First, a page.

Without much to go on, the player is sent to find whatever there is to find and unravel a compelling mystery related to an ancient race of spacefarers called the Nomai, whose artifacts and texts are scattered across neighboring celestial bodies. Complicating matters is the 22-minute time loop in which the protagonist is caught. Hearthians, the humanoid inhabitants of Timber Hearth value the pursuit of the unknown more than self-preservation, and for a game with no combat and few encounters with hostile life, it’s surprisingly easy to get killed. Danger often stems from the finicky and challenging-to-master controls for the spaceship, which can sometimes feel incongruous with the rest of the game’s laid-back vibe. But what fun is probing the unknown without the danger of an abrupt and lonely demise? Grade: B+ —EL
A Plague Tale: Innocence
If the entirety of 14-century France were a stealth survival dungeon — which, if you were a poor peasant susceptible to myriad causes of death, it basically was — you’d get Asobo Studio’s impressive if familiar third-person quasi-puzzler. You play as a dauntless, noble teen named Amicia who must protect and escort her hunted little brother, Hugo, while evading Inquisition soldiers, rats, and a supernatural-ish darkness. (It’s the mention of the rats in particular that seems to accompany casual descriptions of Plague Tale — and yes, once they show up with their light-hating mechanics, the game simultaneously becomes slightly sillier yet also slightly less anxiety-inducing.) Though its objectives don’t blaze new territory, it’s nevertheless a patient, cinematic little game with a compelling story, painted with the broad strokes of an eerily hostile medieval world but filled with small narrative moments that come roaring out of the blue with their quiet intimacy (like Amicia’s first kill and her subsequent devastation, or an early scene when Hugo stops to put a flower in his sister’s hair after a harrowing chase). The controls are simple enough, and both the atmospheres and gorgeous score shine especially brightly. Is it fun? Not exactly. Is it easy? Not particularly. But it is a beautiful, brutal proof of concept and developer promise? Bloody right. Grade: B —Marc Snetiker
Blood & Truth
London Studio’s Blood & Truth is a full VR title based on the buzzy early PSVR demo The London Heist, and its origins as a tech showcase absolutely shine through, for better and worse. As Ryan Marks, Army veteran and super-enforcer for an embattled crime family, players charge through London’s underbelly, guns blazing. The story is fairly standard action blockbuster fare, executed well enough to keep things exciting, if not especially engrossing. But the action, when it reaches its campy, dual-wielding-pistols, jumping-out-of-exploding-skyscrapers peaks, is dizzyingly entertaining (and sometimes just flat dizzying).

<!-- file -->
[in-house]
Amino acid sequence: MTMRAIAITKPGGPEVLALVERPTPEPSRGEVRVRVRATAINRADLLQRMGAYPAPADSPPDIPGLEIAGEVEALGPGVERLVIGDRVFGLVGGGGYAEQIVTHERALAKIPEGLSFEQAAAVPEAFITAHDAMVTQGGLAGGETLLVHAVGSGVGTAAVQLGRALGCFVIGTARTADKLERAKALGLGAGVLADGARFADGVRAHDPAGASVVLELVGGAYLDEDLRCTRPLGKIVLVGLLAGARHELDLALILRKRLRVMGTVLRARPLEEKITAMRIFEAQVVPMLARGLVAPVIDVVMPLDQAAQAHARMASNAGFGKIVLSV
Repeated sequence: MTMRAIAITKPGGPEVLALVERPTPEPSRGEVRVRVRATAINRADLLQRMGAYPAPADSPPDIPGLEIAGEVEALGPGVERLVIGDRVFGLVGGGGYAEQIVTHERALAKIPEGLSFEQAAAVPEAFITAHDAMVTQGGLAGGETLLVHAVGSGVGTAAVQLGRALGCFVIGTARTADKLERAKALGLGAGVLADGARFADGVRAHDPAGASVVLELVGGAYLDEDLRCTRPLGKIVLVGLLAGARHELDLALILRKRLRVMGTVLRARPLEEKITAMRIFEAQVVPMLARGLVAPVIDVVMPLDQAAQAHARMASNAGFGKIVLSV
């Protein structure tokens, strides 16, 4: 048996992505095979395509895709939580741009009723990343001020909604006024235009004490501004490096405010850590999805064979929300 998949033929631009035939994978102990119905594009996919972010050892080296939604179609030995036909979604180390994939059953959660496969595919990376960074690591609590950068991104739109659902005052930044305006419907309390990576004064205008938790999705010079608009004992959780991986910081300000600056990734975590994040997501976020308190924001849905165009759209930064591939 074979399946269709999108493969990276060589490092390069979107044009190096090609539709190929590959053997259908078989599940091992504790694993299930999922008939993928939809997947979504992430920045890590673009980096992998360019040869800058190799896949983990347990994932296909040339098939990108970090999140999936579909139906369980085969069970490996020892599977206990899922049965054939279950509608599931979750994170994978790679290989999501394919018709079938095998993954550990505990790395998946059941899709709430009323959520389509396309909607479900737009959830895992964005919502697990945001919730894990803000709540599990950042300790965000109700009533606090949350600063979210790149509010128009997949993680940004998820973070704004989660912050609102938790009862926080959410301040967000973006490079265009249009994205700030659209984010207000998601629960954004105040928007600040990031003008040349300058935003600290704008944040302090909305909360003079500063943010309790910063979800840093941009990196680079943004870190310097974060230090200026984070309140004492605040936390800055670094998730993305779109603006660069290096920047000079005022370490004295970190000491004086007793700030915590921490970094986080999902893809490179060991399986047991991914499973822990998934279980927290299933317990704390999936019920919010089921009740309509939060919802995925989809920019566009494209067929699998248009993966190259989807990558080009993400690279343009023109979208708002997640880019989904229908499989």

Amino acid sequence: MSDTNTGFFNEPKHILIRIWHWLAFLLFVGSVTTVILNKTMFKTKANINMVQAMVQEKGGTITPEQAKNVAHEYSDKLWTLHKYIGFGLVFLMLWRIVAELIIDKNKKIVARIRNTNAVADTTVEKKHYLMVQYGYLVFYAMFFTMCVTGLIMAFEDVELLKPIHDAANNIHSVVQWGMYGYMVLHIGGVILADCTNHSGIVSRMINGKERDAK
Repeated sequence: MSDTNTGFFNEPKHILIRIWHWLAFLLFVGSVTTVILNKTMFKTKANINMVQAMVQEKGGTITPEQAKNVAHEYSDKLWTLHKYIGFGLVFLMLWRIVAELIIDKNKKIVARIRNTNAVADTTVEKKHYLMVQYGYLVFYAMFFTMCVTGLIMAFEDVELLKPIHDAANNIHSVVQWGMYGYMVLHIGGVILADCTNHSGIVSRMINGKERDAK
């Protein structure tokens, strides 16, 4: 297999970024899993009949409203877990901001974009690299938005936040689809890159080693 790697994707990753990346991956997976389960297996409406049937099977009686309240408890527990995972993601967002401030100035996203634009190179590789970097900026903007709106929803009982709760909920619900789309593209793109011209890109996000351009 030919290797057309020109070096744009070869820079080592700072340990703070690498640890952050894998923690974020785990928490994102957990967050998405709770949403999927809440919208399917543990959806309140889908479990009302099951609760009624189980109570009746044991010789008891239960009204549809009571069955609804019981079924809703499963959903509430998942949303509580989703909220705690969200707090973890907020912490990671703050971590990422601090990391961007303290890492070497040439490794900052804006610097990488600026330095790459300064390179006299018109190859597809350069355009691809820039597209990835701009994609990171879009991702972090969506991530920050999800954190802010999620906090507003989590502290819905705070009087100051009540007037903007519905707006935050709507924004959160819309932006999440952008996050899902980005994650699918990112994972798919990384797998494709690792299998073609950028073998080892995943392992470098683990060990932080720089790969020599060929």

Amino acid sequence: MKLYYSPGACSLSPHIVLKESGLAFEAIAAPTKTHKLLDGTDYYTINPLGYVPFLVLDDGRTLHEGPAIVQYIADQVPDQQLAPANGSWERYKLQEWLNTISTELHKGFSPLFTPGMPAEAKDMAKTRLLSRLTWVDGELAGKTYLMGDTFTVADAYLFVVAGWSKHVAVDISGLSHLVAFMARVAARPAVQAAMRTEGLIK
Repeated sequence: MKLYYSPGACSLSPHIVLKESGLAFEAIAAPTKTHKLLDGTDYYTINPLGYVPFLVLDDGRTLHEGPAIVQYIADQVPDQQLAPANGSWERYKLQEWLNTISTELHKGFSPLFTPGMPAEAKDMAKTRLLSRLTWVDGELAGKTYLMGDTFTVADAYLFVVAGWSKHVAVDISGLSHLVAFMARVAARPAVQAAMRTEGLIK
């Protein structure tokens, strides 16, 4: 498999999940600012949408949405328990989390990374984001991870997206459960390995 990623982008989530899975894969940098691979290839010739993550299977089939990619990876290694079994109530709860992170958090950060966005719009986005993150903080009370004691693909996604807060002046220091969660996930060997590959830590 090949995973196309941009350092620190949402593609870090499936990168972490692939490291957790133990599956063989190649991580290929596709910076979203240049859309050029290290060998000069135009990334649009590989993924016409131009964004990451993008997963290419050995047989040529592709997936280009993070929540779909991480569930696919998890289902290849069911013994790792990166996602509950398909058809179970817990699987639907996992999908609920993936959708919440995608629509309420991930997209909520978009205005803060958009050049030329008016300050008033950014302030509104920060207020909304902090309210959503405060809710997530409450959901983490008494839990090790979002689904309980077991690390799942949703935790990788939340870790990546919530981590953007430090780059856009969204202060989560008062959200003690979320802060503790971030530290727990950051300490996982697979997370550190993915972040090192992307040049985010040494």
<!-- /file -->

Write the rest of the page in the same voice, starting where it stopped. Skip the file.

Visually, the game is ambitious for a VR title, featuring recognizable actors like Colin Salmon in moderately realistic motion-capture roles. During gunfights and action set pieces, the environments are rendered well enough to be fully immersive. However, as with any VR title, the graphical fidelity isn’t perfect, and can cause some strain during longer play sessions. Speaking from the personal experience of one extremely queasy Saturday afternoon, I would highly recommend activating the game’s “comfort mode,” which alters in-game movement to reduce VR sickness.
There are some clever activities that make use of motion controls in interesting ways — climbing scaffolding, picking locks, interacting with art exhibits — but generally speaking, everything that’s not a gunfight tends to come across as filler. At its best, Blood & Truth feels like a worthy at-home successor to frenetic, Time Crisis-style on-rails shooters, but it isn’t exactly a gaming revolution, VR or otherwise. Grade: B- –EL
Roguelikes are dangerous territory. If the balance of aesthetic, gameplay feel, and persistent reward isn’t just right, they can all-too-easily fall victim to the tedium of repetition. Void Bastards, leaning heavily on the strength of its slick comic book looks, strategic gameplay, and generous upgrade progression, manages to avoid many of the genre’s traps.
Set in a strange nebula of derelict spacecraft, the main gist of the campaign is to travel from ship to ship and find various parts that are necessary to build items that can get you out of the area. Playable characters are an endless supply of expendable “clients” — convicts with variable perks and starting weaponry — who raid various ships for parts and recyclable supplies until they meet their ends at the hands of hostile, warped inhabitants called “citizens.” Each ship in the nebula contains a set of terminals, ranging from dining rooms full of food to FTL engine rooms containing ship fuel. Mapping a path through each ship’s chambers to find what’s needed while minimizing risk requires a satisfying level of planning.
The thing that holds the sci-fi FPS/dungeon crawler back most is its writing, which is especially disappointing considering developer Blue Manchu is helmed by a veteran of story-driven titles like System Shock 2 and Bioshock. The game aims for Portal-esque drollness, but often lands in the realm of the early 2000s Flash game, where the word “genitals” substitutes for actual jokes. Still, mechanically, Void Bastards is one of the better roguelike hybrids to come out in a while. Grade: B –EL